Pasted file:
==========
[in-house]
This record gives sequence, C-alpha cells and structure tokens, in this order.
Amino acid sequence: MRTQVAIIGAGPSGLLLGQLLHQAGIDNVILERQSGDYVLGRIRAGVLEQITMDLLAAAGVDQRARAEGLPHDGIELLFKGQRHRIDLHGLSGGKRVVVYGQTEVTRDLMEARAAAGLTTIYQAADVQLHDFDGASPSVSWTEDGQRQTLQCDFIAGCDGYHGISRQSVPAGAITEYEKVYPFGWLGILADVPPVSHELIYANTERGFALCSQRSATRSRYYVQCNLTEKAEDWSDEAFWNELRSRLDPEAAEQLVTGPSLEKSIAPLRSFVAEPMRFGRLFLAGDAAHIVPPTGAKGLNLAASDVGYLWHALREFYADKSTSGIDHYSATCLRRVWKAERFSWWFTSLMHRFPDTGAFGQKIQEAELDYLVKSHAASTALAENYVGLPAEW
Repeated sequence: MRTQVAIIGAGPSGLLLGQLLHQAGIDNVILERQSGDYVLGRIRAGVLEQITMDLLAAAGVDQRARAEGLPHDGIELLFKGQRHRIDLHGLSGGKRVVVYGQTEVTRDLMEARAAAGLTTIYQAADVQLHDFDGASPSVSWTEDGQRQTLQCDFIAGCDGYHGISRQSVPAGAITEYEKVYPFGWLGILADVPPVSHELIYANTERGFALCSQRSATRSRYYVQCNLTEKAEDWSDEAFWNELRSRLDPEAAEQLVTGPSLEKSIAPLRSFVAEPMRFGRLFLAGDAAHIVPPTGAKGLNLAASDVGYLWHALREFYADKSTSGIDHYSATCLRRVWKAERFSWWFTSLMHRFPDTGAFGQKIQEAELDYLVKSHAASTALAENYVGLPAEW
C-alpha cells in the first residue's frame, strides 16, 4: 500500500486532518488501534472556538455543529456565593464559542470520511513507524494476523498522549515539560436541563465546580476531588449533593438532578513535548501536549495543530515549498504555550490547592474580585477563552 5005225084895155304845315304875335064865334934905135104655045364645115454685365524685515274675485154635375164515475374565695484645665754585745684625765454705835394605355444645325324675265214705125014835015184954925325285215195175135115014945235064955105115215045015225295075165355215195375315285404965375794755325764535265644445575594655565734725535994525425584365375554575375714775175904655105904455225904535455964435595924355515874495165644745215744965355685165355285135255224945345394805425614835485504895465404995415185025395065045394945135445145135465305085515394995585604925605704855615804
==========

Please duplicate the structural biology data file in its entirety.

[in-house]
This record gives sequence, C-alpha cells and structure tokens, in this order.
Amino acid sequence: MRTQVAIIGAGPSGLLLGQLLHQAGIDNVILERQSGDYVLGRIRAGVLEQITMDLLAAAGVDQRARAEGLPHDGIELLFKGQRHRIDLHGLSGGKRVVVYGQTEVTRDLMEARAAAGLTTIYQAADVQLHDFDGASPSVSWTEDGQRQTLQCDFIAGCDGYHGISRQSVPAGAITEYEKVYPFGWLGILADVPPVSHELIYANTERGFALCSQRSATRSRYYVQCNLTEKAEDWSDEAFWNELRSRLDPEAAEQLVTGPSLEKSIAPLRSFVAEPMRFGRLFLAGDAAHIVPPTGAKGLNLAASDVGYLWHALREFYADKSTSGIDHYSATCLRRVWKAERFSWWFTSLMHRFPDTGAFGQKIQEAELDYLVKSHAASTALAENYVGLPAEW
Repeated sequence: MRTQVAIIGAGPSGLLLGQLLHQAGIDNVILERQSGDYVLGRIRAGVLEQITMDLLAAAGVDQRARAEGLPHDGIELLFKGQRHRIDLHGLSGGKRVVVYGQTEVTRDLMEARAAAGLTTIYQAADVQLHDFDGASPSVSWTEDGQRQTLQCDFIAGCDGYHGISRQSVPAGAITEYEKVYPFGWLGILADVPPVSHELIYANTERGFALCSQRSATRSRYYVQCNLTEKAEDWSDEAFWNELRSRLDPEAAEQLVTGPSLEKSIAPLRSFVAEPMRFGRLFLAGDAAHIVPPTGAKGLNLAASDVGYLWHALREFYADKSTSGIDHYSATCLRRVWKAERFSWWFTSLMHRFPDTGAFGQKIQEAELDYLVKSHAASTALAENYVGLPAEW
C-alpha cells in the first residue's frame, strides 16, 4: 500500500486532518488501534472556538455543529456565593464559542470520511513507524494476523498522549515539560436541563465546580476531588449533593438532578513535548501536549495543530515549498504555550490547592474580585477563552 5005225084895155304845315304875335064865334934905135104655045364645115454685365524685515274675485154635375164515475374565695484645665754585745684625765454705835394605355444645325324675265214705125014835015184954925325285215195175135115014945235064955105115215045015225295075165355215195375315285404965375794755325764535265644445575594655565734725535994525425584365375554575375714775175904655105904455225904535455964435595924355515874495165644745215744965355685165355285135255224945345394805425614835485504895465404995415185025395065045394945135445145135465305085515394995585604925605704855615804